You might mitigate the wear and falling chunks with a layer of galvanized chicken wire like they use on adobe but it too will eventually fail for the reasons previously noted.

    Lastly, cement and it’s product combinations are basically a sponge. Believe it or not it absorbs a lot of water and I’m sure the Wyoming freeze/thaw cycles will break the cement/mortar too.

    Anyhow, that’s my $.02 worth on the cement/mortar (concrete is just mortar with rocks of various sizes added) subject for your project. I would feel bad if you put your heart and soul into it and had a result you weren’t expecting.

    I’ve also done some fiberglass mold making and boat repair. It’s certainly not as cheap as cement/mortar but would stand up much better if you add UV inhibitors to the resin. It’s just a matter of forming the cloth and slathering on the resin with a paint brush.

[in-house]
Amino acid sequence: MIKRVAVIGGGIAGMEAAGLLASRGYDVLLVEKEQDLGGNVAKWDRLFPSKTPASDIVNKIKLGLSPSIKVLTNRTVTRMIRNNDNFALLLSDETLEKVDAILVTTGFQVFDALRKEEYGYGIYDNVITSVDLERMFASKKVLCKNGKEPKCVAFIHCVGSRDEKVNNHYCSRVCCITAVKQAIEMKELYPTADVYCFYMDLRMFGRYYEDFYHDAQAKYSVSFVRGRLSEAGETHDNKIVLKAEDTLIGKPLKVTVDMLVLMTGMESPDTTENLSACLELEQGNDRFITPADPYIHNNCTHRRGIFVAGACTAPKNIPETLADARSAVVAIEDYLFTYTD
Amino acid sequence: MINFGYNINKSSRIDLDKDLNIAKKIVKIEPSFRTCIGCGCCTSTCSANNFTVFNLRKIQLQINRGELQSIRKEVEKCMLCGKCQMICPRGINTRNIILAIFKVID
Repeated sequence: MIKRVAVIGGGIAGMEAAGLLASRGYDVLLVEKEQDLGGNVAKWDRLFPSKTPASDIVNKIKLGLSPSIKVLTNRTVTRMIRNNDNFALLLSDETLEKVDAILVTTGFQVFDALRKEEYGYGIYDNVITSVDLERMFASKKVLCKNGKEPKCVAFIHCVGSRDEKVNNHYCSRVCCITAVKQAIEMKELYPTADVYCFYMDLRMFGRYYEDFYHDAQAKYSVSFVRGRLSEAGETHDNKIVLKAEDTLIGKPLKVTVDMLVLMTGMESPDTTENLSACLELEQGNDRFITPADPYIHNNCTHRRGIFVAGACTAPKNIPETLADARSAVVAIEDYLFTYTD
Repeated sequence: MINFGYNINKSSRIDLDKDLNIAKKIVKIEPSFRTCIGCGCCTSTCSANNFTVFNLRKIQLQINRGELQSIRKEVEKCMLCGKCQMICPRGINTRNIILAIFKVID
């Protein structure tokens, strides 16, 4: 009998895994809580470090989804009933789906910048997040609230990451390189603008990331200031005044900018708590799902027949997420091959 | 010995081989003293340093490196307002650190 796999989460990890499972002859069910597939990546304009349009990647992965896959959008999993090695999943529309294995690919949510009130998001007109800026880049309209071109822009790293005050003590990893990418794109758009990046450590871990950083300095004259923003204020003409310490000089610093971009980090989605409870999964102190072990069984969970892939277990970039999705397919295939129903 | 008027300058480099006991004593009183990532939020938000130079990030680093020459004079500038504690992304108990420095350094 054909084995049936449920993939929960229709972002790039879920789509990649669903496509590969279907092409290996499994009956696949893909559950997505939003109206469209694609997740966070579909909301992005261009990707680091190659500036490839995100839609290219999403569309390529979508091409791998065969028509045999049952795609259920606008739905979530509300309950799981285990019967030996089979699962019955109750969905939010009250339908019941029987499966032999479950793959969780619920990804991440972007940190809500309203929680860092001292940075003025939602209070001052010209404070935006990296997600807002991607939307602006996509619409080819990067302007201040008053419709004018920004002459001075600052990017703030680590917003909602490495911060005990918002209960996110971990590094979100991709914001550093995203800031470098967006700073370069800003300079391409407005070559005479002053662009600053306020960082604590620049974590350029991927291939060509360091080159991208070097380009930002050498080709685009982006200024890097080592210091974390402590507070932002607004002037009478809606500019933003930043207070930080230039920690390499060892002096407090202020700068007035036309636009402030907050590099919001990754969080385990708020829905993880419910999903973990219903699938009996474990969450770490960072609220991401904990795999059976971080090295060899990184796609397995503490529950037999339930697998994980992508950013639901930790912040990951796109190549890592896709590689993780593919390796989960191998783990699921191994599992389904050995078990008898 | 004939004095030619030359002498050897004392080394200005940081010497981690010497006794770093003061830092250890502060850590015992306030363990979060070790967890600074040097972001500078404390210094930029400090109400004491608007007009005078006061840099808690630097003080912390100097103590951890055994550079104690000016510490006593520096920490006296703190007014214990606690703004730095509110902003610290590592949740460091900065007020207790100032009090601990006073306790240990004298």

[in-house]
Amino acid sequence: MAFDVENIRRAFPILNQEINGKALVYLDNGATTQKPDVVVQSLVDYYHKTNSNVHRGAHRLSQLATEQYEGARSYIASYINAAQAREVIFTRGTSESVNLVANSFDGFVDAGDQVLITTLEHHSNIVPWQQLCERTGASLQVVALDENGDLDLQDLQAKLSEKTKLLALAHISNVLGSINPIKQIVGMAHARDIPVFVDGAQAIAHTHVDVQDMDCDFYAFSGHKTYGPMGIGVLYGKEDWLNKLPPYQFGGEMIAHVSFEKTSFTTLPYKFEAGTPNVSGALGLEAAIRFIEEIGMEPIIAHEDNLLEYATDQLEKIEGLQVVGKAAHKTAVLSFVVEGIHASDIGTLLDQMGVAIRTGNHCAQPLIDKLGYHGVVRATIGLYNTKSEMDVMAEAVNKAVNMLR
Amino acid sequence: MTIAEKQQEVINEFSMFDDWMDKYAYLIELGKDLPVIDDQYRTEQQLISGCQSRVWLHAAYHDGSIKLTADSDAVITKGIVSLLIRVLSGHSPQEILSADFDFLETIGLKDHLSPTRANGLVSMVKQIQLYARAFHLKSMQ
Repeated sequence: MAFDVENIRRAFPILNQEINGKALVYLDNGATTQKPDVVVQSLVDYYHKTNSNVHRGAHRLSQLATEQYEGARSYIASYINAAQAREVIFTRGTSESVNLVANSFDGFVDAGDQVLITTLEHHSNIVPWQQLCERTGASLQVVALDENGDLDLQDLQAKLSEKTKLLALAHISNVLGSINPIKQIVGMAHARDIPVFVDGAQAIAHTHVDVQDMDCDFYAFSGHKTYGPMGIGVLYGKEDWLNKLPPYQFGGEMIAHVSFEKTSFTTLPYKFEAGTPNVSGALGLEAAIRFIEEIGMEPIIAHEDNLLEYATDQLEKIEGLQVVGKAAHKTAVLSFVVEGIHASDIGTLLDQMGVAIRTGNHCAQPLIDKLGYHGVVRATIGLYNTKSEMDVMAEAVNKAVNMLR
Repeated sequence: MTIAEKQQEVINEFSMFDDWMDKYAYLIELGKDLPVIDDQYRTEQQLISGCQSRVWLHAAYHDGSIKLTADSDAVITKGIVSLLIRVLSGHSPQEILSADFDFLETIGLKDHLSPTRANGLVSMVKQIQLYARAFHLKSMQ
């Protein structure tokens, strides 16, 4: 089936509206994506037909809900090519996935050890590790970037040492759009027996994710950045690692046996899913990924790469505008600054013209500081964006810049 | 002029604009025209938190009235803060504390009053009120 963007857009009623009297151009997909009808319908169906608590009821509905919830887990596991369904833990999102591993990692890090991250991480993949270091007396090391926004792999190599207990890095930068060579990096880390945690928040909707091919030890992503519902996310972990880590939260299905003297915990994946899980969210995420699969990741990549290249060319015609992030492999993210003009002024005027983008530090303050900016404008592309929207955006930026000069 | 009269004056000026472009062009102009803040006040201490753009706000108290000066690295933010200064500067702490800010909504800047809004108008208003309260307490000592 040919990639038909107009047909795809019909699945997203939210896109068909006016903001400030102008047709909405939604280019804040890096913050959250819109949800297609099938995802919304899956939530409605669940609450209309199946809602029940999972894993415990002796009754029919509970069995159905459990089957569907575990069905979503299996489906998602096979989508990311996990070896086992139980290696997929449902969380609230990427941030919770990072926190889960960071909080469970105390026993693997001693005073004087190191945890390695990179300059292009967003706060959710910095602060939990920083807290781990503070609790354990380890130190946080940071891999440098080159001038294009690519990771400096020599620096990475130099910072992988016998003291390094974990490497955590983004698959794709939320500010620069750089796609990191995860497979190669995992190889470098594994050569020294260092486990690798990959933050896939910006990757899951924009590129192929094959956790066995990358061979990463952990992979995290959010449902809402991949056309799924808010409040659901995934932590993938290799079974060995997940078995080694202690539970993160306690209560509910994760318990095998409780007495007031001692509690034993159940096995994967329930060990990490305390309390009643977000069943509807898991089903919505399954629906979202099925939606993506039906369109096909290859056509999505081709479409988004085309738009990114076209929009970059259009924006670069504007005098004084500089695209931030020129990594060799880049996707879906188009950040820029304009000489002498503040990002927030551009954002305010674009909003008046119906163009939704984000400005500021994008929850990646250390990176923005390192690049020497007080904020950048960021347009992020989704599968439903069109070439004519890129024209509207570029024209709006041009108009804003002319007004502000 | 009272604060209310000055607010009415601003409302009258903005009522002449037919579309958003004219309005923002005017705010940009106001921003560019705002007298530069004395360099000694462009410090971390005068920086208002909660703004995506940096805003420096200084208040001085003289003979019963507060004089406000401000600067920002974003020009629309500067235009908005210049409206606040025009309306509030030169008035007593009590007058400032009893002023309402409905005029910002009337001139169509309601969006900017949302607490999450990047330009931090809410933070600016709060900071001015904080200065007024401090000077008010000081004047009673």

And I really do like your idea of putting them around town. That would be SOoooo Kooool. Would probably force me to come visit Ten Sleep just to see them.

    With permission to use your idea, I might put a tin one in my orchard if I could get enough sheet metal scraps from the local steel house, and some of my other projects done…


Leave a Reply

Your email address will not be published. Required fields are marked *

CommentLuv badge